A major problem here is that it is going to be very difficult for Ireland, but also Greece, Portugal and Spain to build the foundations of a strong economic model with the austerity plans that are currently being designed or implemented because the priority being the reduction of national deficits through major cuts in levels of public spending, this leaves close to nothing to support these sectors that could create a solid base for these economy (e.g. textiles in Portugal, food industries in Spain and Greece, new technologies in Ireland). That includes, for example, continuous funding for education to keep training indigenous youth, mentoring and internship programmes to help graduates enter the workforce, financial and structural support for start-ups to create jobs ….etc (as discussed in this post for example). If their respective economic bases do not solidify in the next few years, all four countries are likely not only to be prone to future crises of the sort that we are dealing with right now.

Delphine Ancien

In the context of Ireland’s banking and fiscal crisis and the impending bailout by the EU and IMF, the finance ministers of Austria and France have suggested that the bailout should be made conditional on Ireland raising its 12.5% corporation tax rate. This would help squeeze Ireland’s budget deficit and resolve what has long been a bone of contention between Ireland and its European partners.

The Irish government has been quick to rule out any such move and most commentators (in Ireland) tend to support this on the basis that such a move would make Ireland “less competitive” and would lead to foreign multinationals leaving the country. Although these comments make a lot of sense, they do miss a more important point – in the short term, raising Ireland’s corporation tax rate is unlikely to have strong positive effect on the corporate tax take from foreign operations.

We must realise that Ireland’s 12.5% corporation tax rate is only one aspect of Ireland’s constellation of incentives to attract foreign direct investments. Other important pillars include, amongst others, recent legislation for holding companies, taxation of patent royalties, double taxation agreements and the (US) legislation for cost sharing arrangements.

All these elements together have made Ireland an attractive location for foreign “headquarters”, notably for “managing” intellectual property (IP). In addition to their traditional involvement in manufacturing and services operations, many multinationals such as Pfizer and Google have established separate headquarter subsidiaries in Ireland for the management of IP and other intra-firm financial services. The US parents have licensed large shares of their IP to holding companies in Ireland. Although, in some cases, the royalty income is again re-allocated to genuine tax havens such as Bermuda, the Irish subsidiaries do pay 12.5% over some of the profits. Because we are talking about billions of royalty income, this is a substantial source of revenue for a small country like Ireland. One example of such carefully designed corporate structures was recently outlined in the context of Google.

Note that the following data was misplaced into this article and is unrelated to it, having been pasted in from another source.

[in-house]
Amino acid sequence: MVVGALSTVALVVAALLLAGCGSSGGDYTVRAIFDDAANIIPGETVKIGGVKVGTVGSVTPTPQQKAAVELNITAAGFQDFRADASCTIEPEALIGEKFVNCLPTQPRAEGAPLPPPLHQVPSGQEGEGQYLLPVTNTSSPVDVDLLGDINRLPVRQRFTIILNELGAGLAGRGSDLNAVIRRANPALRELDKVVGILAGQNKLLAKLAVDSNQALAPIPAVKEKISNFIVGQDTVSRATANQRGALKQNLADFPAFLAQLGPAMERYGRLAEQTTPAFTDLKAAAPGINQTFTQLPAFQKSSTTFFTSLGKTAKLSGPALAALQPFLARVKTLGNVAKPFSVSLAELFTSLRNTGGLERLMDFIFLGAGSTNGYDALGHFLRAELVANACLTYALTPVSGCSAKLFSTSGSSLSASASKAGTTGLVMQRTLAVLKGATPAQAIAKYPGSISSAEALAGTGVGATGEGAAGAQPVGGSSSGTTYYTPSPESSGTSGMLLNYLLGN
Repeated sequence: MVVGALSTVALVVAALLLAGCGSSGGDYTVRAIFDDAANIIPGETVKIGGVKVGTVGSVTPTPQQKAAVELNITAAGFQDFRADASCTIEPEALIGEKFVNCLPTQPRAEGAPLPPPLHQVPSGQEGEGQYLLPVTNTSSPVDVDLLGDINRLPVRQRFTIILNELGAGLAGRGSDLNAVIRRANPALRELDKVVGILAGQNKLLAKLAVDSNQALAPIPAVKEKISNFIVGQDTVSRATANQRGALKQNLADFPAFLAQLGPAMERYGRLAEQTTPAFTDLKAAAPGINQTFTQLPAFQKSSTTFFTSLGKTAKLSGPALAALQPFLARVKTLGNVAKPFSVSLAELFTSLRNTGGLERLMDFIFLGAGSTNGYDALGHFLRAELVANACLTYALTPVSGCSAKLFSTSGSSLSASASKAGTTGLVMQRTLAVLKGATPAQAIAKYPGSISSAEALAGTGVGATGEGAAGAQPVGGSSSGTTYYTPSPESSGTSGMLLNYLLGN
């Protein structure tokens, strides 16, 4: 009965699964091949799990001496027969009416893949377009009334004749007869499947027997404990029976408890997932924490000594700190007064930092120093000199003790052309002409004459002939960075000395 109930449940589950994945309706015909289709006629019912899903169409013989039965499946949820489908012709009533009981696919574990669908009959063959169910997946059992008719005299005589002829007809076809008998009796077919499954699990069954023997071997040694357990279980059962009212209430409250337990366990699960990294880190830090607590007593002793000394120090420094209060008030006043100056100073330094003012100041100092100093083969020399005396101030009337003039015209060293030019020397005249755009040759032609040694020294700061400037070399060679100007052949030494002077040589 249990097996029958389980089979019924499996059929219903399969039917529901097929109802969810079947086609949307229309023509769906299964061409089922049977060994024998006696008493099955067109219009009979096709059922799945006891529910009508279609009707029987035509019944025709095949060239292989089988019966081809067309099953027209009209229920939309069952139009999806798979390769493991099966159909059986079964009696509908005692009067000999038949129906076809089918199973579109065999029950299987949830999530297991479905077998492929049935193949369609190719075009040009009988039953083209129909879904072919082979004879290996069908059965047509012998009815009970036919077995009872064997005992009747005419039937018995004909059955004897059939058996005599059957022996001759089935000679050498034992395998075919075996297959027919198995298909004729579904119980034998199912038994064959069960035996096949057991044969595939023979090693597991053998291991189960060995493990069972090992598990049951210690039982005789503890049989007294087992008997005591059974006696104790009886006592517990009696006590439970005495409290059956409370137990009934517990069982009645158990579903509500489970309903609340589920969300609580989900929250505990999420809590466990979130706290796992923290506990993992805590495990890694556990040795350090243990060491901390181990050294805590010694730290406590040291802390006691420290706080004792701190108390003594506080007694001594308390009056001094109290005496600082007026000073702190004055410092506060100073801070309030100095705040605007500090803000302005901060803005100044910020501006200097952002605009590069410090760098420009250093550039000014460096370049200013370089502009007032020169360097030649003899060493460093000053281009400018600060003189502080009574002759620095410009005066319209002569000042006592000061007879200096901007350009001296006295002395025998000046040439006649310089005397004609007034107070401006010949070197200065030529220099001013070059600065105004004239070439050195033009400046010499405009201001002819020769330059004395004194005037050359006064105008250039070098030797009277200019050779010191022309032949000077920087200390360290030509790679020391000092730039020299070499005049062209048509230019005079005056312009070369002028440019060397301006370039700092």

It is not difficult to imagine what would happen were Ireland to raise its corporation tax rate to the level of its European counterparts. Because most of the manufacturing, and even services, operations are relatively inert in the short term, the corporation tax take from such operations would rise. However, the situation is different in relation to holding companies involved in IP management and other intra-firm financial services. In reaction to a hike in corporation tax rate, IP can relatively simply be relocated to other jurisdictions using buy-in payments. This would result in a serious loss of corporation tax revenues from foreign companies in the short term. Thus, in the short term, raising Ireland’s corporation tax rate is unlikely to have strong positive effect on the corporate tax take from foreign operations and is unlikely to help squeeze Ireland’s budget deficit. This point has been missed in most of the current commentary on corporation tax. Raising the corporation tax rate would, of course, also affect the indigenous sector. I am in no position to estimate the effect of this on the corporate tax take, but, given the embattled state of this element of the Irish economy and the limited profit margins, I expect that this will not have a strong positive effect on the tax take either, while many indigenous companies will simply call it a day – a double whammy.

So, this does not appear the right moment to raise the corporation tax rate. This is not to say that Ireland should not raise its corporation tax rate at some stage – quite the contrary, in fact. The low level of corporation tax rate has done wonders for Ireland’s economic development. But we had reached a threshold level that would have allowed us to divert to a more sustainable economic development trajectory, both from an economic and social point of view. If we want to develop a sustainable economy we will need to adopt a strategy that will eventually involve a proper level of taxation. Very few equitable societies are built on a low taxation model. In the short term, it would clearly be counter productive to touch the corporation tax rate. But I don’t buy this idea that, even in the long term, Ireland can only be competitive on the basis of a low level of corporation tax, or other taxes for that matter. What is so special about Ireland?

Chris van Egeraat